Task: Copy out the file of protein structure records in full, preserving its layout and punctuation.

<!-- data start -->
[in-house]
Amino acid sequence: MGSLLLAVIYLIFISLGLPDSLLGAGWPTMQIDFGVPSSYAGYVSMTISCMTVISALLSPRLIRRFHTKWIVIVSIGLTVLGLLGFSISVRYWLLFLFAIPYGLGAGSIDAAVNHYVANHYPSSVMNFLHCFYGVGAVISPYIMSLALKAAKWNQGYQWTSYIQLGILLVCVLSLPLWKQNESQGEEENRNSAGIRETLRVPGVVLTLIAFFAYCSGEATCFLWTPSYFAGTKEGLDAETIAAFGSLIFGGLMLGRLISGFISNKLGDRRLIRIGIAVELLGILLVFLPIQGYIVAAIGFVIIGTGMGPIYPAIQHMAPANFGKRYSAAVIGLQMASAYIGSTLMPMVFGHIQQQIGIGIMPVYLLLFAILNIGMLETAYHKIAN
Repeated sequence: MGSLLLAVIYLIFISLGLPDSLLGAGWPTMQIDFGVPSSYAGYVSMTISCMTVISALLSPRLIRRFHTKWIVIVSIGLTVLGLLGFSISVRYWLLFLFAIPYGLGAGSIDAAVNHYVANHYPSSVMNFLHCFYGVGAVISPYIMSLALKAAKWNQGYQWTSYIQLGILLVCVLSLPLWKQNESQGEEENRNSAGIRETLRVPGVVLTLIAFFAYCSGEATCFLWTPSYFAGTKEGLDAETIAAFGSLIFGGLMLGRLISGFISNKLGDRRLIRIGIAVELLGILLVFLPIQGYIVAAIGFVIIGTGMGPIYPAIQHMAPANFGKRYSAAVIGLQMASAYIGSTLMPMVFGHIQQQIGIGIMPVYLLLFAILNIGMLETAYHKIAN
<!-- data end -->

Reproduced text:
[in-house]
Amino acid sequence: MGSLLLAVIYLIFISLGLPDSLLGAGWPTMQIDFGVPSSYAGYVSMTISCMTVISALLSPRLIRRFHTKWIVIVSIGLTVLGLLGFSISVRYWLLFLFAIPYGLGAGSIDAAVNHYVANHYPSSVMNFLHCFYGVGAVISPYIMSLALKAAKWNQGYQWTSYIQLGILLVCVLSLPLWKQNESQGEEENRNSAGIRETLRVPGVVLTLIAFFAYCSGEATCFLWTPSYFAGTKEGLDAETIAAFGSLIFGGLMLGRLISGFISNKLGDRRLIRIGIAVELLGILLVFLPIQGYIVAAIGFVIIGTGMGPIYPAIQHMAPANFGKRYSAAVIGLQMASAYIGSTLMPMVFGHIQQQIGIGIMPVYLLLFAILNIGMLETAYHKIAN
Repeated sequence: MGSLLLAVIYLIFISLGLPDSLLGAGWPTMQIDFGVPSSYAGYVSMTISCMTVISALLSPRLIRRFHTKWIVIVSIGLTVLGLLGFSISVRYWLLFLFAIPYGLGAGSIDAAVNHYVANHYPSSVMNFLHCFYGVGAVISPYIMSLALKAAKWNQGYQWTSYIQLGILLVCVLSLPLWKQNESQGEEENRNSAGIRETLRVPGVVLTLIAFFAYCSGEATCFLWTPSYFAGTKEGLDAETIAAFGSLIFGGLMLGRLISGFISNKLGDRRLIRIGIAVELLGILLVFLPIQGYIVAAIGFVIIGTGMGPIYPAIQHMAPANFGKRYSAAVIGLQMASAYIGSTLMPMVFGHIQQQIGIGIMPVYLLLFAILNIGMLETAYHKIAN